## Formats for mortality rate

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Mortality rates should be expressed in standard formats so that they can be compared between populations and between time periods for the same populations.

1

Which is true of the comparison of the following two mortality rates?

A) 271 deaths per 158,934 population per 13 days

B) 445 deaths per 72,072 population per 47 days

 a) Mortality rate A is greater than mortality rate B b) Mortality rate A is lower than mortality rate B c) The two mortality rates are about the same d) I have no idea without doing a bunch of arithmetic Please select an answerNo, actually they are about the same.No, actually they are about the same.You are strictly correct, but it took you some calculation to reach this answer, didn't it?Correct. You cannot easily compare these rates without calculating them using the same standard population and time period. Click here for arithmetic comparison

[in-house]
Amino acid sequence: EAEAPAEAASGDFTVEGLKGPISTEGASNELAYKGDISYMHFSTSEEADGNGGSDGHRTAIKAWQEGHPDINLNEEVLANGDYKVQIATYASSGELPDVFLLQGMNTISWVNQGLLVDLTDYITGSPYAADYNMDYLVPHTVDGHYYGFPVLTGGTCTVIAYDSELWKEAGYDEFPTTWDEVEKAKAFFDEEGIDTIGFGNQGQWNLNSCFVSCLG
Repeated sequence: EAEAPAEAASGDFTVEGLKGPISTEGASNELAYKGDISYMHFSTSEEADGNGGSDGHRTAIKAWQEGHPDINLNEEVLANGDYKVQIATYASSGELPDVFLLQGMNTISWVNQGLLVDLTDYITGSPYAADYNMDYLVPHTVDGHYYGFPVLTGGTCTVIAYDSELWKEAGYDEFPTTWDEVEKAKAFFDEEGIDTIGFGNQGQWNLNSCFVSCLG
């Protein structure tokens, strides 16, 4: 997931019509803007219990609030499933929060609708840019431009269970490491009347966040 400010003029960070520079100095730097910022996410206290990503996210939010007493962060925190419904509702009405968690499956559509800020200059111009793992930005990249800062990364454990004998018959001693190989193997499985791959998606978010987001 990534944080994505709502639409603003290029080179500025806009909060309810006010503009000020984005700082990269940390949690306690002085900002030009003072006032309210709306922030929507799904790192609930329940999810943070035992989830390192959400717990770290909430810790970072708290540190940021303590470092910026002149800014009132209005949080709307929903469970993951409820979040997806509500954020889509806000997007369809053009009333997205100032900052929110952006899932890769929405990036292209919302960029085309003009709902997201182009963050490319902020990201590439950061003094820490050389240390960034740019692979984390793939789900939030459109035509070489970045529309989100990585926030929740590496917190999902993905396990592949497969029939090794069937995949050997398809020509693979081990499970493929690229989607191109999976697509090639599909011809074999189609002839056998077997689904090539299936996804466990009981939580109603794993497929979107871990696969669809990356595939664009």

Some common formats for mortality rates are:

Number of deaths per 1000 population per year

This is the format most commonly used by demographers to express annual mortality rates in stable populations

Number of deaths per 10,000 population per day

This is the format used in acute humanitarian emergencies when mortality is changing rapidly and mortality rates are calculated daily or weekly.

Number of deaths per 1000 population per month

This is the format sometimes used in displaced populations after the situation has stabilized and mortality rates are calculated less frequently.

Regardless of which format it is expressed in, the mortality rate reflects the same risk of death. Conversion from one format to another is just an exercise in arithmetic.